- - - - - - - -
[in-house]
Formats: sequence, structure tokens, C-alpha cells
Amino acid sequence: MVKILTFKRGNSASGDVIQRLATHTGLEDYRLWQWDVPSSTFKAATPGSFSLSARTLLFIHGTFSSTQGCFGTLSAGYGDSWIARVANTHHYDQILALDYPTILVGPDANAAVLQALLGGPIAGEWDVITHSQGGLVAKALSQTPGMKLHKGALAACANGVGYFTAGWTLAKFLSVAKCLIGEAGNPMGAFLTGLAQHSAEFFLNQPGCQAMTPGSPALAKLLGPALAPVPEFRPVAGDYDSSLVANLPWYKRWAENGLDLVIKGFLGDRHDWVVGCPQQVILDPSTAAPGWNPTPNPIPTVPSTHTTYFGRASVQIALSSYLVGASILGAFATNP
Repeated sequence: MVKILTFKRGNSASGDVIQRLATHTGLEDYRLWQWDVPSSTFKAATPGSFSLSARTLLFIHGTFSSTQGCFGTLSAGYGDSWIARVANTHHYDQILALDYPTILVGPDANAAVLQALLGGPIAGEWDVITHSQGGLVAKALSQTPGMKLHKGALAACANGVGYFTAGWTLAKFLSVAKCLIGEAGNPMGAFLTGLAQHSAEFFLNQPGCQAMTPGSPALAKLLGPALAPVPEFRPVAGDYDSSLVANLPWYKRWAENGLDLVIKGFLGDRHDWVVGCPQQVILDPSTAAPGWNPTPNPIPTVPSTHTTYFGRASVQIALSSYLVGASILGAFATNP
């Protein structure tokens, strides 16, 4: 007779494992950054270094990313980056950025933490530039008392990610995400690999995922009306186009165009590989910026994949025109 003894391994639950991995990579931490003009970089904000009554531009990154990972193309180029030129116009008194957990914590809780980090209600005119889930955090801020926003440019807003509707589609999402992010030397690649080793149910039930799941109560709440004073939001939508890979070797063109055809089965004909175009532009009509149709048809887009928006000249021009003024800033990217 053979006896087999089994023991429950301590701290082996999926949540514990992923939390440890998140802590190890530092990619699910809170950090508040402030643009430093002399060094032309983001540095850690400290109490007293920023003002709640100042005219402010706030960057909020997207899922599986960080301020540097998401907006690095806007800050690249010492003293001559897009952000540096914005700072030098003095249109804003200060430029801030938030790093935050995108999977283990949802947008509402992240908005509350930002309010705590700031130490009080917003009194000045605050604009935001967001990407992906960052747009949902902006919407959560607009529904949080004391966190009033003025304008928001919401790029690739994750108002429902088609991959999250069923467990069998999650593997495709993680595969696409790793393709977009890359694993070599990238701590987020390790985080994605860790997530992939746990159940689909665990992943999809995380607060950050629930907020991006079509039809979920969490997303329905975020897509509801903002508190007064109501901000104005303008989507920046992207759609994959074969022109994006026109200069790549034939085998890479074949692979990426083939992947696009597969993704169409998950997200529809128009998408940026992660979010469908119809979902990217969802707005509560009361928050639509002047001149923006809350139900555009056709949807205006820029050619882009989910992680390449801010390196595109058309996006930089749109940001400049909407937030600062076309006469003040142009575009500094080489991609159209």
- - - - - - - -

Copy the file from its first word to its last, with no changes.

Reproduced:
[in-house]
Formats: sequence, structure tokens, C-alpha cells
Amino acid sequence: MVKILTFKRGNSASGDVIQRLATHTGLEDYRLWQWDVPSSTFKAATPGSFSLSARTLLFIHGTFSSTQGCFGTLSAGYGDSWIARVANTHHYDQILALDYPTILVGPDANAAVLQALLGGPIAGEWDVITHSQGGLVAKALSQTPGMKLHKGALAACANGVGYFTAGWTLAKFLSVAKCLIGEAGNPMGAFLTGLAQHSAEFFLNQPGCQAMTPGSPALAKLLGPALAPVPEFRPVAGDYDSSLVANLPWYKRWAENGLDLVIKGFLGDRHDWVVGCPQQVILDPSTAAPGWNPTPNPIPTVPSTHTTYFGRASVQIALSSYLVGASILGAFATNP
Repeated sequence: MVKILTFKRGNSASGDVIQRLATHTGLEDYRLWQWDVPSSTFKAATPGSFSLSARTLLFIHGTFSSTQGCFGTLSAGYGDSWIARVANTHHYDQILALDYPTILVGPDANAAVLQALLGGPIAGEWDVITHSQGGLVAKALSQTPGMKLHKGALAACANGVGYFTAGWTLAKFLSVAKCLIGEAGNPMGAFLTGLAQHSAEFFLNQPGCQAMTPGSPALAKLLGPALAPVPEFRPVAGDYDSSLVANLPWYKRWAENGLDLVIKGFLGDRHDWVVGCPQQVILDPSTAAPGWNPTPNPIPTVPSTHTTYFGRASVQIALSSYLVGASILGAFATNP
């Protein structure tokens, strides 16, 4: 007779494992950054270094990313980056950025933490530039008392990610995400690999995922009306186009165009590989910026994949025109 003894391994639950991995990579931490003009970089904000009554531009990154990972193309180029030129116009008194957990914590809780980090209600005119889930955090801020926003440019807003509707589609999402992010030397690649080793149910039930799941109560709440004073939001939508890979070797063109055809089965004909175009532009009509149709048809887009928006000249021009003024800033990217 053979006896087999089994023991429950301590701290082996999926949540514990992923939390440890998140802590190890530092990619699910809170950090508040402030643009430093002399060094032309983001540095850690400290109490007293920023003002709640100042005219402010706030960057909020997207899922599986960080301020540097998401907006690095806007800050690249010492003293001559897009952000540096914005700072030098003095249109804003200060430029801030938030790093935050995108999977283990949802947008509402992240908005509350930002309010705590700031130490009080917003009194000045605050604009935001967001990407992906960052747009949902902006919407959560607009529904949080004391966190009033003025304008928001919401790029690739994750108002429902088609991959999250069923467990069998999650593997495709993680595969696409790793393709977009890359694993070599990238701590987020390790985080994605860790997530992939746990159940689909665990992943999809995380607060950050629930907020991006079509039809979920969490997303329905975020897509509801903002508190007064109501901000104005303008989507920046992207759609994959074969022109994006026109200069790549034939085998890479074949692979990426083939992947696009597969993704169409998950997200529809128009998408940026992660979010469908119809979902990217969802707005509560009361928050639509002047001149923006809350139900555009056709949807205006820029050619882009989910992680390449801010390196595109058309996006930089749109940001400049909407937030600062076309006469003040142009575009500094080489991609159209």